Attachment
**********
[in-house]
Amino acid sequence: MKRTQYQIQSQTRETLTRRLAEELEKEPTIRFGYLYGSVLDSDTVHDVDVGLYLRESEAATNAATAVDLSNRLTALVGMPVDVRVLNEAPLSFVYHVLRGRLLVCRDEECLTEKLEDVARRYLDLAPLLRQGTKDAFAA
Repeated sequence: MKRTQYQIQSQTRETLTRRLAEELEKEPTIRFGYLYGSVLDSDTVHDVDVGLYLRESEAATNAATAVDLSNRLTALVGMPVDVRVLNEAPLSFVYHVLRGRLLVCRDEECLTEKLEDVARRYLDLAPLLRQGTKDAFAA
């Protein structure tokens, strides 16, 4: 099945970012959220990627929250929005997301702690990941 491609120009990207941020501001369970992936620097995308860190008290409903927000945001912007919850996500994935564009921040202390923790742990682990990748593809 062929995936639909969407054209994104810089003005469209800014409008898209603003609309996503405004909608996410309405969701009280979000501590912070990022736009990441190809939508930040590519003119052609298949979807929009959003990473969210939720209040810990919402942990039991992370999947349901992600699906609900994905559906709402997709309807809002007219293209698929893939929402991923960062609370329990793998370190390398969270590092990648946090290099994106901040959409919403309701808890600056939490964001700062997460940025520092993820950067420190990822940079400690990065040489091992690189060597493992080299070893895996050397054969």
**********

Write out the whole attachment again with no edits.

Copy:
[in-house]
Amino acid sequence: MKRTQYQIQSQTRETLTRRLAEELEKEPTIRFGYLYGSVLDSDTVHDVDVGLYLRESEAATNAATAVDLSNRLTALVGMPVDVRVLNEAPLSFVYHVLRGRLLVCRDEECLTEKLEDVARRYLDLAPLLRQGTKDAFAA
Repeated sequence: MKRTQYQIQSQTRETLTRRLAEELEKEPTIRFGYLYGSVLDSDTVHDVDVGLYLRESEAATNAATAVDLSNRLTALVGMPVDVRVLNEAPLSFVYHVLRGRLLVCRDEECLTEKLEDVARRYLDLAPLLRQGTKDAFAA
């Protein structure tokens, strides 16, 4: 099945970012959220990627929250929005997301702690990941 491609120009990207941020501001369970992936620097995308860190008290409903927000945001912007919850996500994935564009921040202390923790742990682990990748593809 062929995936639909969407054209994104810089003005469209800014409008898209603003609309996503405004909608996410309405969701009280979000501590912070990022736009990441190809939508930040590519003119052609298949979807929009959003990473969210939720209040810990919402942990039991992370999947349901992600699906609900994905559906709402997709309807809002007219293209698929893939929402991923960062609370329990793998370190390398969270590092990648946090290099994106901040959409919403309701808890600056939490964001700062997460940025520092993820950067420190990822940079400690990065040489091992690189060597493992080299070893895996050397054969």